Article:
The physiography of the arid lands of the Great Basin and of the open basins south of it, stretching across Arizona into Sonora, Mexico, early attracted attention. The casual observer gains an impression of scattered mountain ranges buried beneath the products of their own disintegration which, in the form of great alluvial fans and aprons, seem to slope away in all directions toward the playa flats of the intermont basins.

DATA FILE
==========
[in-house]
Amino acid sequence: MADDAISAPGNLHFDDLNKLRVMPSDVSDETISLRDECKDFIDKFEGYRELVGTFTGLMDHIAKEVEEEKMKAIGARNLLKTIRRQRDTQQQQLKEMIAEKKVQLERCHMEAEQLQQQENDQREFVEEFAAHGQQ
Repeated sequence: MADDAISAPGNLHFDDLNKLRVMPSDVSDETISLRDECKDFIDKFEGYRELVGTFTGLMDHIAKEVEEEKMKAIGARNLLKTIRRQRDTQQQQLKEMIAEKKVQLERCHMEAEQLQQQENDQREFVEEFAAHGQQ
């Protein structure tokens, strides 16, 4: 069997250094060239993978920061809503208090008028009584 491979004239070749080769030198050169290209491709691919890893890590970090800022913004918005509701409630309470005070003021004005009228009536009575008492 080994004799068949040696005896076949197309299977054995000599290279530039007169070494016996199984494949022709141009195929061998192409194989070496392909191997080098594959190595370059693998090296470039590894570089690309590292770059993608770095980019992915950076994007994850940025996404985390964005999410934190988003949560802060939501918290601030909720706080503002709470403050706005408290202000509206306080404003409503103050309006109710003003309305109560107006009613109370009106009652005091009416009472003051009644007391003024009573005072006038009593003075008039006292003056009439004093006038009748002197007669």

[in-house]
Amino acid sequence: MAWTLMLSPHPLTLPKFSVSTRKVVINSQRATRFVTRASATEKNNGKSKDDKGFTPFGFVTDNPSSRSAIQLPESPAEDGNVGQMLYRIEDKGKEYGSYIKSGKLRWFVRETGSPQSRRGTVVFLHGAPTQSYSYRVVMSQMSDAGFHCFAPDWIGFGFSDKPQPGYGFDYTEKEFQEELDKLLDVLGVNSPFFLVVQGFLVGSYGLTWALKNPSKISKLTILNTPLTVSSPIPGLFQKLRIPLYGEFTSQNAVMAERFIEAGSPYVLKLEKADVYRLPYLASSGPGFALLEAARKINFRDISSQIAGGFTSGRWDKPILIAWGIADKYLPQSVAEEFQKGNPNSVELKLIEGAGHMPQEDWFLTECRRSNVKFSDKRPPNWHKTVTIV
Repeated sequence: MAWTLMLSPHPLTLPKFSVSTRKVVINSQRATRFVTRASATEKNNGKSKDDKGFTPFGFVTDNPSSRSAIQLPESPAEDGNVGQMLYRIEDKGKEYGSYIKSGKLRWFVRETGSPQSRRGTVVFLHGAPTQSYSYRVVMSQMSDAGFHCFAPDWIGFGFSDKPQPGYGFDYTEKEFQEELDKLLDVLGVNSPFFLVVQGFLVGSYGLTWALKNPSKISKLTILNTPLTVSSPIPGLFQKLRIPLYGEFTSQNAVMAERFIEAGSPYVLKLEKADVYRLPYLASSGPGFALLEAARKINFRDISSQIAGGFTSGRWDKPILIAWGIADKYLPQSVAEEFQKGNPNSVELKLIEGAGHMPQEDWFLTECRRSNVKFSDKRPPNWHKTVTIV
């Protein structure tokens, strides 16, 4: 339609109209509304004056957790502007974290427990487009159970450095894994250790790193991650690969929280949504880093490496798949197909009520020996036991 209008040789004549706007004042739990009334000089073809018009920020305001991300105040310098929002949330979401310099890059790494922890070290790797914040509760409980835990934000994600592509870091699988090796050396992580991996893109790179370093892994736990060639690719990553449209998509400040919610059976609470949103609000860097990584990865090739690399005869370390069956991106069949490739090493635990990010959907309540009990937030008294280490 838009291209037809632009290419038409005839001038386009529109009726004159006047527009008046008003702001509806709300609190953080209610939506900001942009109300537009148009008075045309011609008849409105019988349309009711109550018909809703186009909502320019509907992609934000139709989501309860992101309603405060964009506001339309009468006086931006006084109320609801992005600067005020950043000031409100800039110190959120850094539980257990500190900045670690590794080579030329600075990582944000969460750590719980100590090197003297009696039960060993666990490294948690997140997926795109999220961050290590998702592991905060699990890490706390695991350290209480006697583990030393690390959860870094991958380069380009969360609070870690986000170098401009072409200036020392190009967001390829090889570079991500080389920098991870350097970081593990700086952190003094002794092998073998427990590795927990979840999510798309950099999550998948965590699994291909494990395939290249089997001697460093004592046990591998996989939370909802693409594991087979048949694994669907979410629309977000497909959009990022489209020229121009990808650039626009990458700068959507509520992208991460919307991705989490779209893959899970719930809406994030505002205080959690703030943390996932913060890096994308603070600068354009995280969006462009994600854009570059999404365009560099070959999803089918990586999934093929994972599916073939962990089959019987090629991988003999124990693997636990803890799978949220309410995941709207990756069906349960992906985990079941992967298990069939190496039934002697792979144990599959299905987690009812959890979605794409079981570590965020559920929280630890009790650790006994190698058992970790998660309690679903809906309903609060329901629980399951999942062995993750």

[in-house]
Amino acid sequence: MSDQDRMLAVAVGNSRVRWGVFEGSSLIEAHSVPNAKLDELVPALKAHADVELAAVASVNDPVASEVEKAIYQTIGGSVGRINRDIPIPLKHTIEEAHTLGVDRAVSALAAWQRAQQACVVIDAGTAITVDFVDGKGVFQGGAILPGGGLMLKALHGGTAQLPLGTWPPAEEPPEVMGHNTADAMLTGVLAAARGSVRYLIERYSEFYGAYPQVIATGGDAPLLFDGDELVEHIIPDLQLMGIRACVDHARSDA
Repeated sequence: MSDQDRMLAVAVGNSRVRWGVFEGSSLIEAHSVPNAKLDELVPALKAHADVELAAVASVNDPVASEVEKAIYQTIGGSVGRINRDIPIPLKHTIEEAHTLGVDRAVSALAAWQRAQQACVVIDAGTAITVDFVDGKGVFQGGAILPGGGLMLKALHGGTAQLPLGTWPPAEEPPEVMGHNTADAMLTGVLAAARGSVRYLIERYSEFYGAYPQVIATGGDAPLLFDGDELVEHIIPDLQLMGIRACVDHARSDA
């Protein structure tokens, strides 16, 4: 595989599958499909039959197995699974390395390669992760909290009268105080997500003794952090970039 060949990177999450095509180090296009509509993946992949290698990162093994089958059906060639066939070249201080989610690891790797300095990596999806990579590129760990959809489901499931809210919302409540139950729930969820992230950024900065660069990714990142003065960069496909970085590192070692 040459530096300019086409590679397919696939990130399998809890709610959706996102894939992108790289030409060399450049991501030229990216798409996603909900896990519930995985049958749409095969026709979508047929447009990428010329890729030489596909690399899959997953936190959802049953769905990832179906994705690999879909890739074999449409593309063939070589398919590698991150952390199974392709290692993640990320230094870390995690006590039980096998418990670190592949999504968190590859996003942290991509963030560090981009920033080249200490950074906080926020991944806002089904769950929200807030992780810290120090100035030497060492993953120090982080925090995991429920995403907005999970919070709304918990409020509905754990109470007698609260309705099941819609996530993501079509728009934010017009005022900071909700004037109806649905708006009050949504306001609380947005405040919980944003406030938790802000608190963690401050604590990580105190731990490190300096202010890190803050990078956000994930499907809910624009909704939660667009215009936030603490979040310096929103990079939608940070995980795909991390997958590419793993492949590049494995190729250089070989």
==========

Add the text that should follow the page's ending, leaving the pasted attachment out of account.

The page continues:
To some of the early explorers it came as a great surprise to discover that in many instances what appeared to be alluvial fans and slopes were, in reality, rock surfaces only thinly veneered with waste, or even quite bare. These had the shapes of alluvial fans or aprons, but were floored by rock.

Gilbert1 was one of the first to describe such features, which are well developed around the base of the . . .

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